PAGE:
Guest Author - Cynthia Parker
I realize that I am somewhere in the middle of those single parents who are much worse off this Christmas than last year and those that are about the same. I honestly feel fortunate to be in the position that I am in regards to finances and I am thankful that I do not have small children with large expectations and dreams. For those of you who do, I understand your stress, your fears and your worries as we speed head-long into the holidays. My advice? Concentrate on the value of family time together rather than the commercial aspects of the holidays.
While the children are out of school, concentrate on making meals special. A grilled cheese sandwich cut in the shape of a snowman with raisin eyes is the type of special to which I refer. I don’t mean fancy meals – I mean meals that make your kids feel special. I found cookie cutters one year at the Dollar Tree (our local dollar store) and I used them to cut everything from sandwiches to cheese for crackers to Jell-O shapes to make meals special for my girls. They loved it. I encouraged them to use their imagination and was surprised at their response! Canned ravioli was frosted with parmesan snow and broccoli spears would ski its slopes. You are right; I do know that we are not supposed to play with our food. But we are not talking about an every day occurrence. We are talking about the holidays where every little bit of magic we can grasp should be held tightly and savored. And so we did. You can also back cookies with your children without spending a fortune. Baking from scratch and even refrigerator cookie dough can be expensive. However, Betty Crocker makes smaller dry mix packets for a variety of cookies including peanut butter, chocolate chip and sugar cookies. They are inexpensive, take few added ingredients and make just the right amount that your children will not be on a sugar high all the way through New Year’s Day.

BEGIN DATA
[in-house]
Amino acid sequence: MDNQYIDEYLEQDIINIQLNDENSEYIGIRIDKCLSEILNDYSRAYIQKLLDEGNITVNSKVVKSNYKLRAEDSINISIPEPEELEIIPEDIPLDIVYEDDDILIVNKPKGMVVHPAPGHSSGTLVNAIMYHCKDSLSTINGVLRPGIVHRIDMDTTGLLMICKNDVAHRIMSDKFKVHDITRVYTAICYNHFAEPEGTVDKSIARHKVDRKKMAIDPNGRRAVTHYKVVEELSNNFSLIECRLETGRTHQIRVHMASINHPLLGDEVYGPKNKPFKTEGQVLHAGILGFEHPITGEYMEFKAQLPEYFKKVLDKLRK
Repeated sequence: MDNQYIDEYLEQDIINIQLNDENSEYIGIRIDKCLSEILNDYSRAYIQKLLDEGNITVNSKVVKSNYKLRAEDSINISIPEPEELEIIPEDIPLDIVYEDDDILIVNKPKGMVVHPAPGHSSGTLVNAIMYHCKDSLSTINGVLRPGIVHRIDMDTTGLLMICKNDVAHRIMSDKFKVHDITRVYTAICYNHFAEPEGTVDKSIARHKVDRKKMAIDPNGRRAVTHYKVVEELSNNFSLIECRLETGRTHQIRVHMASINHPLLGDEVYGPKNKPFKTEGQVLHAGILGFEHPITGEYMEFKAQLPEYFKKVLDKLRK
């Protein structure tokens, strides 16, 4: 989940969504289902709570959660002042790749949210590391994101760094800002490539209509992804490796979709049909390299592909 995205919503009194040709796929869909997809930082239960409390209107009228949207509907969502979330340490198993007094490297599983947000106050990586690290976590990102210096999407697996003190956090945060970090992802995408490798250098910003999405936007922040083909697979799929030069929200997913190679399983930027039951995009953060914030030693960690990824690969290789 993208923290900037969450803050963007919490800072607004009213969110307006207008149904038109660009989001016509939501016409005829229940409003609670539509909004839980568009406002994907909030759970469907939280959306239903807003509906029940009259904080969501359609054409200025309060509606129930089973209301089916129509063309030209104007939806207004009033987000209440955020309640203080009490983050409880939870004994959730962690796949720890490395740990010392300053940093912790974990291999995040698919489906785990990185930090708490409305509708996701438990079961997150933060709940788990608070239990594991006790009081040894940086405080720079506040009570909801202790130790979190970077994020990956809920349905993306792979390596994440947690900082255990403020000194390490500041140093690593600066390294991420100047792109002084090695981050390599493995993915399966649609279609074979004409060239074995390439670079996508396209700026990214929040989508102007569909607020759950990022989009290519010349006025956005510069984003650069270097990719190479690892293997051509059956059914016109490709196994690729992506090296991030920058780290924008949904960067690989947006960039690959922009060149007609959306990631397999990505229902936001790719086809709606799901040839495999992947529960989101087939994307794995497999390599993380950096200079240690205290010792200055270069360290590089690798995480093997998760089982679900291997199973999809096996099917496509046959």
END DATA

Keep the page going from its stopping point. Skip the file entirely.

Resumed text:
I remember well how the eyes of little children light up with every toy commercial and, let’s face it, there are more of them leading up to the holiday season than at any other time of the year. There is no way to fit into a single parent budget all the items to which they will say, “I want…” When my daughter’s were little girls, I concentrated on one gift that they wanted most. I would scrimp and save to attain that gift. It was THE Santa Claus gift. In addition, I would find as many small gifts as I could manage. The Dollar Tree is an excellent store – and still is when finding stocking stuffers for my grown daughters – for stocking stuffers and other small gifts. Small children are not noticing so much magnitude of what is in the box as they are the number of boxes that sport their name. Stockings are an excellent way to pack a ton of surprises in a small space. It can take them a good long time just to go through its contents, which can range from a small box of sidewalk chalk, to a set of jacks, to a deck of Go Fish! cards. Throw in a little bit of candy and a few pieces of fruit and you have a well stuffed stocking! Clothing can even be fun for children if you concentrate on bright colors and fun designs. Fabric paint can allow you to decorate plain, solid colored sweat suits with your child’s favorite designs or create some of your own to dazzle them. They will have a one-of-a-kind, original outfit for which no one in their class will be able to match.